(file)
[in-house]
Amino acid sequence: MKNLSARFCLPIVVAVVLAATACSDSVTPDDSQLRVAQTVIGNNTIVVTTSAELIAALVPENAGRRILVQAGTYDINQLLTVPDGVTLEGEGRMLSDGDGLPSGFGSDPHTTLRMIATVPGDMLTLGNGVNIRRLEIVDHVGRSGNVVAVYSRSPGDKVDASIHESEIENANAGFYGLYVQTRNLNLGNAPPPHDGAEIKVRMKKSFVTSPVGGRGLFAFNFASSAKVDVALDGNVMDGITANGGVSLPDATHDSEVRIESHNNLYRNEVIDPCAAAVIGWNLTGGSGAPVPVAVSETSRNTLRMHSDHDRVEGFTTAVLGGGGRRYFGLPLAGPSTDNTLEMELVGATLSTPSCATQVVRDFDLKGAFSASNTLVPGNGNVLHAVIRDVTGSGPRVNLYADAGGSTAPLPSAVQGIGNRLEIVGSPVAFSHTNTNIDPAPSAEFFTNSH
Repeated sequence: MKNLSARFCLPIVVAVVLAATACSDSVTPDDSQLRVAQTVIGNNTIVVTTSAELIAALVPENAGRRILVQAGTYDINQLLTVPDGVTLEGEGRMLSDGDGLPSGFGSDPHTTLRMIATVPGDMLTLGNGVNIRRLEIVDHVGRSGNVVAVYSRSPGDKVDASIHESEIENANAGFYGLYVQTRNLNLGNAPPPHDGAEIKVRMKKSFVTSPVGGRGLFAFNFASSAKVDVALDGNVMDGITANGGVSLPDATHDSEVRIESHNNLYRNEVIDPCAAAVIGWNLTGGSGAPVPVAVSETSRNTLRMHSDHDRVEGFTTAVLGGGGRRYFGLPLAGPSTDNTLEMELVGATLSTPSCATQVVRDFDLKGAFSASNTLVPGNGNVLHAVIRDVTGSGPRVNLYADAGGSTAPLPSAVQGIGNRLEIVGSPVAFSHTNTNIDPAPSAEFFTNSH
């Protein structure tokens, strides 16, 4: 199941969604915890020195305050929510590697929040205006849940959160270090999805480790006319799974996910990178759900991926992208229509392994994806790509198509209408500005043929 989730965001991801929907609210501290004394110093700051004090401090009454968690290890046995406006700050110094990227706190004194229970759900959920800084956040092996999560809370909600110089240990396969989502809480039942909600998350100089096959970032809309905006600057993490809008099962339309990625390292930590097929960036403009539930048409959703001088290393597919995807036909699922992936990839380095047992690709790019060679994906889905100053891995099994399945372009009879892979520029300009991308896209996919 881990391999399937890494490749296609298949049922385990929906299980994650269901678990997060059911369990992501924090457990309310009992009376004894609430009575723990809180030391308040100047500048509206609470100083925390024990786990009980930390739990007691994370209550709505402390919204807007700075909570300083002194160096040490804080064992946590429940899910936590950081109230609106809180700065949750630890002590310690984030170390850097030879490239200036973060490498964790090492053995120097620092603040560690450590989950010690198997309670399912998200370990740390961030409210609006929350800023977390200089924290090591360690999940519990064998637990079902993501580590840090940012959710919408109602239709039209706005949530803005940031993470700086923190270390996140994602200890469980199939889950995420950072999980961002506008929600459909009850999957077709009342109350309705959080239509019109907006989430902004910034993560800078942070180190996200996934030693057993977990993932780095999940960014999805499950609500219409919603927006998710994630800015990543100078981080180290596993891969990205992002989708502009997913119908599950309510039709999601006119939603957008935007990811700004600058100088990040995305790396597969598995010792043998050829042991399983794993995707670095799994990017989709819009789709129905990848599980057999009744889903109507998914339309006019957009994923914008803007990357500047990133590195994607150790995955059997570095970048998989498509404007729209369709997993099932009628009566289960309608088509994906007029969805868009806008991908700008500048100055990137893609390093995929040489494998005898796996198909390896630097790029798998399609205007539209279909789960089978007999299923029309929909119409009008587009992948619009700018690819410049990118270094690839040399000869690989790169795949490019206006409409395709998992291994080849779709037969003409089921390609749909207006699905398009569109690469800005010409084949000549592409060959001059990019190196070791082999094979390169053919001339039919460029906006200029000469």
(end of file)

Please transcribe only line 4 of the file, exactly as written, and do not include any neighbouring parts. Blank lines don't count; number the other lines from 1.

């Protein structure tokens, strides 16, 4: 199941969604915890020195305050929510590697929040205006849940959160270090999805480790006319799974996910990178759900991926992208229509392994994806790509198509209408500005043929 989730965001991801929907609210501290004394110093700051004090401090009454968690290890046995406006700050110094990227706190004194229970759900959920800084956040092996999560809370909600110089240990396969989502809480039942909600998350100089096959970032809309905006600057993490809008099962339309990625390292930590097929960036403009539930048409959703001088290393597919995807036909699922992936990839380095047992690709790019060679994906889905100053891995099994399945372009009879892979520029300009991308896209996919 881990391999399937890494490749296609298949049922385990929906299980994650269901678990997060059911369990992501924090457990309310009992009376004894609430009575723990809180030391308040100047500048509206609470100083925390024990786990009980930390739990007691994370209550709505402390919204807007700075909570300083002194160096040490804080064992946590429940899910936590950081109230609106809180700065949750630890002590310690984030170390850097030879490239200036973060490498964790090492053995120097620092603040560690450590989950010690198997309670399912998200370990740390961030409210609006929350800023977390200089924290090591360690999940519990064998637990079902993501580590840090940012959710919408109602239709039209706005949530803005940031993470700086923190270390996140994602200890469980199939889950995420950072999980961002506008929600459909009850999957077709009342109350309705959080239509019109907006989430902004910034993560800078942070180190996200996934030693057993977990993932780095999940960014999805499950609500219409919603927006998710994630800015990543100078981080180290596993891969990205992002989708502009997913119908599950309510039709999601006119939603957008935007990811700004600058100088990040995305790396597969598995010792043998050829042991399983794993995707670095799994990017989709819009789709129905990848599980057999009744889903109507998914339309006019957009994923914008803007990357500047990133590195994607150790995955059997570095970048998989498509404007729209369709997993099932009628009566289960309608088509994906007029969805868009806008991908700008500048100055990137893609390093995929040489494998005898796996198909390896630097790029798998399609205007539209279909789960089978007999299923029309929909119409009008587009992948619009700018690819410049990118270094690839040399000869690989790169795949490019206006409409395709998992291994080849779709037969003409089921390609749909207006699905398009569109690469800005010409084949000549592409060959001059990019190196070791082999094979390169053919001339039919460029906006200029000469």